The smaller size — of both the drone and its controller — and decidedly un-Phantom looks make it more approachable and less obtrusive. The thing is, you still get nearly the same performance as you would from the company’s top-of-the-line Phantom 4. It’ll cost you about the same, too: $1,000 in the US, AU$1,700 in Australia and £1,100 in the UK.

DJI Mavic Pro is a flying camera to take…
See full gallery

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The Phantom 4 has a higher maximum speed and can withstand stronger winds, and its camera has a wider field of view. The Mavic Pro is basically better in every other way, though. For example, its new OcuSync encrypted transmission system, gives you control up to 4.3 miles (7 km) away and streams video at 1080p. The Phantom 4 has a max range of 3.1 miles (5 km) and streams at 720p.

Also, while it might not have the power to cut through really strong winds (DJI says it can handle winds up to 19-24 mph or 29-38 kph), it was able to keep the camera stable and fly steady in 10-15 mph winds and still get between 22-25 minutes of flight time before it landed itself. It does warn you when the winds are too strong for its motors, too.

Like the drone itself, the controller is very small, but still has a monochrome screen for important flight data and physical camera controls. Want to see what you’re shooting? You can connect a phone and mount it just below the control sticks. Getting your phone in the mount is a bit of a pain and requires you to remove any case you might have on it, but it does mean your phone isn’t blocking your view of the controls.

dji-mavic-pro-04.jpgView full gallery Joshua Goldman/CNET

DJI added a switch to change from RC to a Wi-Fi mode, so you can quickly launch and control the Mavic with only your phone at distances up to 80 meters (262 feet) with a top speed of 4 meters per second (13 feet per second). It’s nice to have for things like quick selfies, but using the actual controller is better.

12
Nov

Best Journaling Apps for Android


journey-journal-hero.jpg?itok=Vnx_Yegr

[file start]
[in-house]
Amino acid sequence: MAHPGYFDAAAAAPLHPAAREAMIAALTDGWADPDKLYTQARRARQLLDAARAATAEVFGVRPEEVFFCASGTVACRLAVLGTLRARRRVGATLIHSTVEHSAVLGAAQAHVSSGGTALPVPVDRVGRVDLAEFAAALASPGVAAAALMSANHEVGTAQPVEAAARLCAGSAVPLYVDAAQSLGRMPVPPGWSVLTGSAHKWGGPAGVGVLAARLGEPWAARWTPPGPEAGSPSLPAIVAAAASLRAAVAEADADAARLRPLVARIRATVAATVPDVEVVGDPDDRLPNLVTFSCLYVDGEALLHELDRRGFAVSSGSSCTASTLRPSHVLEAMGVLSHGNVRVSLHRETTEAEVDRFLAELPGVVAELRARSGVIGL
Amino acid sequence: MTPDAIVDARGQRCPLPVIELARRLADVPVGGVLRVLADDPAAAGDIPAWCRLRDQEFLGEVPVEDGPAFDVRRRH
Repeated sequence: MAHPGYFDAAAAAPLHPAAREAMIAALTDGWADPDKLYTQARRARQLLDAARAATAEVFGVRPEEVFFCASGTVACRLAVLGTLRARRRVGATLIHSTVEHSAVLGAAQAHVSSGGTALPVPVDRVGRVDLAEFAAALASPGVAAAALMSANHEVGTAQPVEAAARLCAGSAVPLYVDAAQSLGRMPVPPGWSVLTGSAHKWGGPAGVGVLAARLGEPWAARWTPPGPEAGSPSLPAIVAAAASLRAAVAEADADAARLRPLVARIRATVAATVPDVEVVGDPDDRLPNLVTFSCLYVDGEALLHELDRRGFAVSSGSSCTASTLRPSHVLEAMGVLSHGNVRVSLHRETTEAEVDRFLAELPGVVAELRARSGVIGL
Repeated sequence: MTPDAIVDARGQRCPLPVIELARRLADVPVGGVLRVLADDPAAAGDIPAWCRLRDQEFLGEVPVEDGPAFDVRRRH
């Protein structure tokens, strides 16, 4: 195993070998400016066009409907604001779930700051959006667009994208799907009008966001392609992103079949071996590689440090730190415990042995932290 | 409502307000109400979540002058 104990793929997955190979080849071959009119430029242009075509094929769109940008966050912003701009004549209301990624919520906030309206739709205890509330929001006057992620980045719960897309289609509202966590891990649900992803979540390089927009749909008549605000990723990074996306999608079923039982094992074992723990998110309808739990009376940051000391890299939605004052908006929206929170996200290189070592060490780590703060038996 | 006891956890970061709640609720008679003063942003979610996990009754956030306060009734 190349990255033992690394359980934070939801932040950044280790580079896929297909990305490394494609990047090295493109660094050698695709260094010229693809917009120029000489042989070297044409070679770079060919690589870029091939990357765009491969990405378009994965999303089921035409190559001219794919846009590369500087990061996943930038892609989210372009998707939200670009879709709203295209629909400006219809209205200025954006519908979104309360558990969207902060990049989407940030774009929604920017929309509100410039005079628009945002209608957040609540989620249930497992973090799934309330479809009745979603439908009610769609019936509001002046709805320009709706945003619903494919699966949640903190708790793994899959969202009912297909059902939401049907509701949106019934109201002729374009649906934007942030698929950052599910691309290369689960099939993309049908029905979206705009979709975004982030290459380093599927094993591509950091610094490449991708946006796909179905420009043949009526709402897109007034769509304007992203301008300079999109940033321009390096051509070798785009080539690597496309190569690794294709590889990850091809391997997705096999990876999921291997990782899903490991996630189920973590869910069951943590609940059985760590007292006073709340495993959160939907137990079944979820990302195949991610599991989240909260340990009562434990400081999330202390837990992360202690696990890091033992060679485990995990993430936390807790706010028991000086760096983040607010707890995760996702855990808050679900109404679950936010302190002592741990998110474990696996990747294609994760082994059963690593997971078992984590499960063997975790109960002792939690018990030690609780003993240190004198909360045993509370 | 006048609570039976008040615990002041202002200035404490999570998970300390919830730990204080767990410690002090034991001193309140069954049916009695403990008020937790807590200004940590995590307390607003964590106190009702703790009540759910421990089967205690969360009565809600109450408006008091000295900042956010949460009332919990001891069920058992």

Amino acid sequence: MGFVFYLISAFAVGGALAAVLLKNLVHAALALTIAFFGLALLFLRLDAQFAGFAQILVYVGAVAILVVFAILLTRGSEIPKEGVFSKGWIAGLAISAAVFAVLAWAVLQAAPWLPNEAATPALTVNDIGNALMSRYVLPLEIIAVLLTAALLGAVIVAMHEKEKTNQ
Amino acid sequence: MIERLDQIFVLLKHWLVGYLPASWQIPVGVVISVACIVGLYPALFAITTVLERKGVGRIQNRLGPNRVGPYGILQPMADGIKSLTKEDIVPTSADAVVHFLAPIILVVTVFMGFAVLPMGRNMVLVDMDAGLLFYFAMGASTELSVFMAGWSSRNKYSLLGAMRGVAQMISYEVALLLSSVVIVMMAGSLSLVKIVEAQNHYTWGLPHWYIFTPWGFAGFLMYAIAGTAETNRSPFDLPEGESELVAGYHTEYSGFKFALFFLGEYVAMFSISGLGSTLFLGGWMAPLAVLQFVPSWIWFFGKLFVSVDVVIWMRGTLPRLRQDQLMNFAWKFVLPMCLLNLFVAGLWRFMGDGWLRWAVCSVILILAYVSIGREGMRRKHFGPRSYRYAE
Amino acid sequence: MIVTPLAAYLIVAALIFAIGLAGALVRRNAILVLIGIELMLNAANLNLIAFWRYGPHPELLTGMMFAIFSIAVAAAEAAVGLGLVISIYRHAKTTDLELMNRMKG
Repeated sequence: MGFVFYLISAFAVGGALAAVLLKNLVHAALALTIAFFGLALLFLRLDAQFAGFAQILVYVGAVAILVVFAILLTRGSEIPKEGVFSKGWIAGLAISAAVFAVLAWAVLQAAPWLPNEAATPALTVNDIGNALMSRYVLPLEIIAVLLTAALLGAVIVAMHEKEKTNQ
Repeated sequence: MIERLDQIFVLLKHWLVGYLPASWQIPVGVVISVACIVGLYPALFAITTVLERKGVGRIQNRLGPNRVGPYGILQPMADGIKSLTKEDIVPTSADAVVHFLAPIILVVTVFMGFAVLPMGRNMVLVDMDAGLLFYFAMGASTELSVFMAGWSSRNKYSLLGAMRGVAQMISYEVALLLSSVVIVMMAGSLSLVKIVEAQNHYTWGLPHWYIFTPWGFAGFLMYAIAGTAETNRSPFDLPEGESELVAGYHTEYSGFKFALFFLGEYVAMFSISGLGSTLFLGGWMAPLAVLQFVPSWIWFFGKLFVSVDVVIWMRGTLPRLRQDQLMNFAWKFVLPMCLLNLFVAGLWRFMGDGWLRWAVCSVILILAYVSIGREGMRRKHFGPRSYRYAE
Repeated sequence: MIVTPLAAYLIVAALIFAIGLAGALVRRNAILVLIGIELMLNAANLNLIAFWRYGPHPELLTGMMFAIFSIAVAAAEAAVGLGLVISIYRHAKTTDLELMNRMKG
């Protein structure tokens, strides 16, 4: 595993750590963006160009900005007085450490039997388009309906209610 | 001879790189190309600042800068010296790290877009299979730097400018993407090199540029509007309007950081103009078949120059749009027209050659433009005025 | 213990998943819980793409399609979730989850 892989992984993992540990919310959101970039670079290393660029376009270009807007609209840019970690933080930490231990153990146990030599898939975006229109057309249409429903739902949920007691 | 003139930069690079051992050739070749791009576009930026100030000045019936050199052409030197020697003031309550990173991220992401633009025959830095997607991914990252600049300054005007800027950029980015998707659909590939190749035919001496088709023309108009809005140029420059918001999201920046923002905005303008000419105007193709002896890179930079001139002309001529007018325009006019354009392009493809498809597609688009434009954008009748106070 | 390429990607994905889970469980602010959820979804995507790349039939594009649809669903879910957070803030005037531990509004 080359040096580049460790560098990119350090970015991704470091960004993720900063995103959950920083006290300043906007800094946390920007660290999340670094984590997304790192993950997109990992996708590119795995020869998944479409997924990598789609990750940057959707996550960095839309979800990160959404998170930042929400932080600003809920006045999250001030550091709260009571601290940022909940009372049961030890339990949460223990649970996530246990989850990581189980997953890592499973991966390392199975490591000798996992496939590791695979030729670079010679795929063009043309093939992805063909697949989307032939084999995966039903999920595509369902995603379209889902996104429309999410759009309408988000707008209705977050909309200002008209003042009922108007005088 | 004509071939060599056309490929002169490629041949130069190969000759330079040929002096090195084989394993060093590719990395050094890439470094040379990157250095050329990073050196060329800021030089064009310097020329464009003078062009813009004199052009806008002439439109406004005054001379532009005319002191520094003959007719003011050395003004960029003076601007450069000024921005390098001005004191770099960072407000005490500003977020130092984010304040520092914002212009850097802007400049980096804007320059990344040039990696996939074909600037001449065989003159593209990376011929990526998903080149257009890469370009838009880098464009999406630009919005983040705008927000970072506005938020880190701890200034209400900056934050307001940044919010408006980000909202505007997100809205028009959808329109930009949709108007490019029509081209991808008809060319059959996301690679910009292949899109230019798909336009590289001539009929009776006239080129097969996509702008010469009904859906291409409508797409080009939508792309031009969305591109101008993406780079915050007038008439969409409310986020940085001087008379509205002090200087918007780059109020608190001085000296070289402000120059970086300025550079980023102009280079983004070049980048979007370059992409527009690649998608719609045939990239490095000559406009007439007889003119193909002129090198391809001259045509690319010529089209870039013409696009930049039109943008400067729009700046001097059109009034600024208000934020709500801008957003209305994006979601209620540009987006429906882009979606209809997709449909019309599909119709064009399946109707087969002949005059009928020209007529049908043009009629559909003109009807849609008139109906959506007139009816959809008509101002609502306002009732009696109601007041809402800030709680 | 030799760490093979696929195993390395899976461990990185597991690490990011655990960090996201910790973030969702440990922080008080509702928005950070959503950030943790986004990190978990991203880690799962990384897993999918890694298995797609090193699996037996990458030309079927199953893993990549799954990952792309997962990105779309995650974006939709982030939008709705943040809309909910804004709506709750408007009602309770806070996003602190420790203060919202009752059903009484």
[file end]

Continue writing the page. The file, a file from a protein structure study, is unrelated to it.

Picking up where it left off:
Journey is the best journal app available on Android today. It not only allows you to journal from you phone, but also gives you access to all of the bells and whistles on your tablet, or computer.

Best overall

Journey

journey-journal.jpg?itok=gVfghj0l

See at Google Play

Journey manages to one up other journaling apps with a combination of great features and a beautiful presentation. You can make photo or written entries, geotag your entries, and even access the service from your computer. While you are making entries you can enable the app to log the weather, add a variety of media, and even whether you are participating in an activity when you ought to be journaling. It uses Material Design to make navigating through the app as easy as possible, and even writing from your phone is simple and easy to edit.

Bottom line: With accessibility without paying a dime, and easy intuitive use, Journey easily becomes the Journal app that all others ought to be measured against.

One more thing: Journey offers a premium mode which gets you access to even more features that make keeping a journal easy. These include access to Markdown, further aesthetic customization, the ability to see which device you last used the app on, and plenty more.

Why Journey is the best

The right features, and accessibility across devices is what makes Journey the best.

Being able to access your journal from any location is a huge benefit for anyone who wants to take control of their digital journal. After all, if you’re sitting at your computer, it’s far easier to type out a prolonged entry than it would be by using the keyboard on your phone. That’s one of the places that Journey really shines. It offers you access to your journal on tablet, phone, or computer.

While plenty of other journaling apps offer tons of great features, Journey is a complete package. As soon as you open the app you’ll see your last entry, and are immediately able to start a new one. When you’re writing up that new journal entry, there are a variety of ways to augment the text, using locations, tags, photos — anything, really. You can also let your device detect the local weather in your location, and import fitness data from your daily activities.

You get access to a calendar as well. It allows you to easily scroll through and see when you have updated your journal. This is just one of the ways that you can easily find old journal entries to go back over them. The second option for finding an entry you need to look back over is by searching with tags. Once you start to tag posts, they’ll pop up in your sidebar making it easy to track down anything that you need without a problem.